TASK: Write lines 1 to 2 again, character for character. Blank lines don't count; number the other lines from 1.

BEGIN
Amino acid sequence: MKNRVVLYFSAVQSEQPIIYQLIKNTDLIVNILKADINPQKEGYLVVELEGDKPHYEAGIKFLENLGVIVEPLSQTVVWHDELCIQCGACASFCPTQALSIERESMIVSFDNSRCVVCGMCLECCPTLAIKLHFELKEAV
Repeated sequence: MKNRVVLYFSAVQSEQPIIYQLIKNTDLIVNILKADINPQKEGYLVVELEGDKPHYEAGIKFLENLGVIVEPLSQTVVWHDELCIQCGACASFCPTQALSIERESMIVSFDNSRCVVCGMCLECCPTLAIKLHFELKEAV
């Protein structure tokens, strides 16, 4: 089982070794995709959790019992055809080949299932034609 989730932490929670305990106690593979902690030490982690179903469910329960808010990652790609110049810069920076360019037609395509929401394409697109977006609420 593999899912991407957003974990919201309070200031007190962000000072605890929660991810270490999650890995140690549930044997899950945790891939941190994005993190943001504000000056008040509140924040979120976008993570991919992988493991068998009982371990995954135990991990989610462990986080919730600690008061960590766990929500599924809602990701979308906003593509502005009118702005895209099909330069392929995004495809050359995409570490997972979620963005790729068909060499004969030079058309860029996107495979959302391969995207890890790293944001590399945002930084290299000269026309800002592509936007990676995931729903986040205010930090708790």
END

Amino acid sequence: MKNRVVLYFSAVQSEQPIIYQLIKNTDLIVNILKADINPQKEGYLVVELEGDKPHYEAGIKFLENLGVIVEPLSQTVVWHDELCIQCGACASFCPTQALSIERESMIVSFDNSRCVVCGMCLECCPTLAIKLHFELKEAV
Repeated sequence: MKNRVVLYFSAVQSEQPIIYQLIKNTDLIVNILKADINPQKEGYLVVELEGDKPHYEAGIKFLENLGVIVEPLSQTVVWHDELCIQCGACASFCPTQALSIERESMIVSFDNSRCVVCGMCLECCPTLAIKLHFELKEAV